Often in sports, you hear about measuring stick games as a test that will tell us just how legitimate and competitive a team is in the regular season as they head into the playoffs. For the Mt. Lebanon Blue Devils, you could argue that they are in the midst of two straight measuring stick games, and they passed their first test with flying colors, blowing out North Allegheny 51-20 to improve to 6-0 on the season, and 3-0 in conference play.
Mt. Lebanon has been a program on the rise since hiring Bob Palko out of retirement, but in year three Palko has this program reaching heights they have not hit in over a decade. In fact, it has been 16 years since Mt. Lebo has knocked off North Allegheny, but after a 5-0 start to the season, this group looked poised to smack that monkey off of their back.
Mt. Lebanon dominated NA from the first play of the game and created an interception just a play later that led to a 7-0 lead. The team never looked back and beat a team that used to play big brother to them by over 30 points.
“It is exciting,” exclaimed Palko on the win. “It is good for the kids, good for the program to see a benchmark of where we are. You are proud of the kids for all of the work they put in.”
After Mt. Lebanon got off to a 21-0 lead to start the game, North Allegheny came rolling back, and you saw the Blue Devils face adversity. JR Burton started bursting off huge runs, and NA scored before the half and out of the locker room to cut the lead to 21-14.
That is when Mt. Lebo showed the rest of the WPIAL who they are. A typical year at Mt. Lebanon would be watching NA take control from there, but on the back of senior running back Alex Tecza, the Blue Devils rallied and immediately scored to keep the lead at two touchdowns.
“We could have folded in the third quarter,” admitted Tecza, who felt the momentum swing, and has been on the losing end of them in past years. “But we have been practicing together since first grade, second grade, and that brotherhood had us moving to the next play.”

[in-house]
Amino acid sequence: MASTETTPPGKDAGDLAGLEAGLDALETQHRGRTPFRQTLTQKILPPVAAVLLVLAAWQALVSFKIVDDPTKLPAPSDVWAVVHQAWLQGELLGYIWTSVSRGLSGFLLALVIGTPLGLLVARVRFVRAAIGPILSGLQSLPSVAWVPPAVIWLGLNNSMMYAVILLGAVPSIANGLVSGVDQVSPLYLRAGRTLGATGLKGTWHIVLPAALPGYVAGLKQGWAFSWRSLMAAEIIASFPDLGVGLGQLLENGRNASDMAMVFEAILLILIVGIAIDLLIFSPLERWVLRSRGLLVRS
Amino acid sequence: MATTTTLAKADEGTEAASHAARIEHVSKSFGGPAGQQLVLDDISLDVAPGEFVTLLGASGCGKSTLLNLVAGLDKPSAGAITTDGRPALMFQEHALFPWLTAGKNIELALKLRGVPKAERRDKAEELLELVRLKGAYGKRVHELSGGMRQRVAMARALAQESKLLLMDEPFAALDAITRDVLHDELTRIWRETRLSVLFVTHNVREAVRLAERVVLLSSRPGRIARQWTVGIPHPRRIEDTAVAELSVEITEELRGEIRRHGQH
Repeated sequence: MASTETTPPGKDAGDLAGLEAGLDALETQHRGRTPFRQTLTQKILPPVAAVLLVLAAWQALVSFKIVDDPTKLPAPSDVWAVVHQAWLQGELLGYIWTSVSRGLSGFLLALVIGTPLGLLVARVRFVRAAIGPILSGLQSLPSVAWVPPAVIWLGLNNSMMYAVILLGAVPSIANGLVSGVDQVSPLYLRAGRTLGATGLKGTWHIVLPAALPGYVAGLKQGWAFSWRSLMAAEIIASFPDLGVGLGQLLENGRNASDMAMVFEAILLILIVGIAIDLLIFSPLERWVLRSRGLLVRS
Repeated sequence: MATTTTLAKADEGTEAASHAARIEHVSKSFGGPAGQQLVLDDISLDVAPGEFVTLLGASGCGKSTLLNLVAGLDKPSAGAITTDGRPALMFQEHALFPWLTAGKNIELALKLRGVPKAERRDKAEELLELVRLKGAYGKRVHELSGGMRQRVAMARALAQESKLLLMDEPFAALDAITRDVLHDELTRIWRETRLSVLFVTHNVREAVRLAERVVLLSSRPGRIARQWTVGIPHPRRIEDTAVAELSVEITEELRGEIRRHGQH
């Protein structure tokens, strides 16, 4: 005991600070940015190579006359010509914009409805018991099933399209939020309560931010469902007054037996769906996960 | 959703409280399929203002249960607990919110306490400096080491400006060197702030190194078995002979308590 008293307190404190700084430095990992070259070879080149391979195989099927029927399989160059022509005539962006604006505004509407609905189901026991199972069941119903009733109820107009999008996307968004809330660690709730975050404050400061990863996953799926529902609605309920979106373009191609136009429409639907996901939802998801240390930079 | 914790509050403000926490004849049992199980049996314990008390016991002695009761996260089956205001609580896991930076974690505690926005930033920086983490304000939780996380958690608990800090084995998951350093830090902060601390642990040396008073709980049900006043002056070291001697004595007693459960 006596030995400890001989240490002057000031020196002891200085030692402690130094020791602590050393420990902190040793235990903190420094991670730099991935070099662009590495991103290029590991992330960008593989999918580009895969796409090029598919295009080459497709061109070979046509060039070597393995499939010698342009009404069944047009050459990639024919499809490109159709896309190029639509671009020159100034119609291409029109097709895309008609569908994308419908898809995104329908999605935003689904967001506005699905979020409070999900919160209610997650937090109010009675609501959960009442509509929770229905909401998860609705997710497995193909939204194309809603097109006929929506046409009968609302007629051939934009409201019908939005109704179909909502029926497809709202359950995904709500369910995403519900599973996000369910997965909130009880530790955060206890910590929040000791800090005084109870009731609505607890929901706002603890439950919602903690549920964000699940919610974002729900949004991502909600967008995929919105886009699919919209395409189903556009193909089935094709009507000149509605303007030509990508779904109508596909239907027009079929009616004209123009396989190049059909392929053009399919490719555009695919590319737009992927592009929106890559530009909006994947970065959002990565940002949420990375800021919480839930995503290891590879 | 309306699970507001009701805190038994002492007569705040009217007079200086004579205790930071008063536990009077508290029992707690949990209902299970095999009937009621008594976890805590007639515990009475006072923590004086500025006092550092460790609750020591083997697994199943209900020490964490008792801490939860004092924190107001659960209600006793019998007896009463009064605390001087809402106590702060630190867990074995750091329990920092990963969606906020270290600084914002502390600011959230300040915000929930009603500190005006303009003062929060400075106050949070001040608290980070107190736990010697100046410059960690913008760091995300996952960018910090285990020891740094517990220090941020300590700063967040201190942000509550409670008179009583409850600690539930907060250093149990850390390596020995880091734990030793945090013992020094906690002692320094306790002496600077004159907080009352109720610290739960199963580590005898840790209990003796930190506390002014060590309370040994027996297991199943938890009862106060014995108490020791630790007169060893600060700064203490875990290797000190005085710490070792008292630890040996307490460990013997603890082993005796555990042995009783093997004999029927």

They literally moved onto the next play because Tecza took the ensuing kick-off from near the goal line out to the 40-yard line. As he burst past defenders and the crowd roared, you could almost feel him stealing the moment right back.
On the very next play, Tecza ripped off a 42-yard run. He looked unstoppable.
“Props to my linemen, and outside receivers,” said Tecza of the burst. “They’ve been doing such a good job this season, it’s amazing what they’ve been doing for me.”
Tecza was thankful for his teammates, but the rest of the group is thankful that they get to play with him.
Tecza made two huge plays, and then motioned out wide, caught a screen, and picked up another 10 yards.
“That’s the most important thing, you need to get people who need the ball, you got to get it to them,” said Palko of the variety of ways he was able to utilize Tecza. “That’s a credit to the coordinators and players buying in.”
Tecza hauled in three passes for 20 yards and a touchdown to go with 200 yards rushing and three rushing touchdowns, one coming to cap off the drive that extended the lead to 28-14. He was dominating, and in four plays took complete control of the game. From there, NA could not rebound, and Tecza continued to run over, around, and past defenders as he helped put the game away.
“He works hard at his craft,” added Palko of his star tailback. “But more than anything he is a tremendous leader and a kid that leads by example.”
His example did show as Mt. Lebanon finished the game beating NA 23-7 after that Tecza-led drive.
While Tecza, Palko, and this high-flying Mt. Lebo group are already off to their best start in a long time, they have their second measuring stick game next week against Pittsburgh Central Catholic. PCC is the returning WPIAL champion and the annual precedent of elite WPIAL football.
The Blue Devils know that a blowout win against North Allegheny shows that they belong in the picture with PCC, but they know that Friday will be their biggest test of the season, and a true litmus test for just how far this program has come.
“We are reaching the next step in the WPIAL, and we can keep taking this even further,” exclaimed Tecza. “Why not us, we have not been in this position for years, since 2000, so why can’t this be our year?”